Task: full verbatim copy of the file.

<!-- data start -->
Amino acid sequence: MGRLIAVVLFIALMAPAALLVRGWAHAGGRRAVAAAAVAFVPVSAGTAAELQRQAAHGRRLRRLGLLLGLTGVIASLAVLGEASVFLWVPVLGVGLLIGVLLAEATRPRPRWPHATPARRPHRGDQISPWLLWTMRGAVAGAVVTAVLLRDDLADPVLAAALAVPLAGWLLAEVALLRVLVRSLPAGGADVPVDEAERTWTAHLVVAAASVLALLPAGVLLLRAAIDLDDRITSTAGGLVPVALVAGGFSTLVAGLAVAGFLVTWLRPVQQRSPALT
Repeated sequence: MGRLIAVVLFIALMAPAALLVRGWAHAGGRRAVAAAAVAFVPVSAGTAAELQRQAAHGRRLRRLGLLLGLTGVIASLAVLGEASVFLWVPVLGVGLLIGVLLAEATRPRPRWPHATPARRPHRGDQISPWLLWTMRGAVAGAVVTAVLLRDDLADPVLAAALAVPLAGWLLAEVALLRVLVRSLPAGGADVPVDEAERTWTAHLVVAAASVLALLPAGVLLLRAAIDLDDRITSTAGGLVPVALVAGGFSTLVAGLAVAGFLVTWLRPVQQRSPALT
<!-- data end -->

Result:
Amino acid sequence: MGRLIAVVLFIALMAPAALLVRGWAHAGGRRAVAAAAVAFVPVSAGTAAELQRQAAHGRRLRRLGLLLGLTGVIASLAVLGEASVFLWVPVLGVGLLIGVLLAEATRPRPRWPHATPARRPHRGDQISPWLLWTMRGAVAGAVVTAVLLRDDLADPVLAAALAVPLAGWLLAEVALLRVLVRSLPAGGADVPVDEAERTWTAHLVVAAASVLALLPAGVLLLRAAIDLDDRITSTAGGLVPVALVAGGFSTLVAGLAVAGFLVTWLRPVQQRSPALT
Repeated sequence: MGRLIAVVLFIALMAPAALLVRGWAHAGGRRAVAAAAVAFVPVSAGTAAELQRQAAHGRRLRRLGLLLGLTGVIASLAVLGEASVFLWVPVLGVGLLIGVLLAEATRPRPRWPHATPARRPHRGDQISPWLLWTMRGAVAGAVVTAVLLRDDLADPVLAAALAVPLAGWLLAEVALLRVLVRSLPAGGADVPVDEAERTWTAHLVVAAASVLALLPAGVLLLRAAIDLDDRITSTAGGLVPVALVAGGFSTLVAGLAVAGFLVTWLRPVQQRSPALT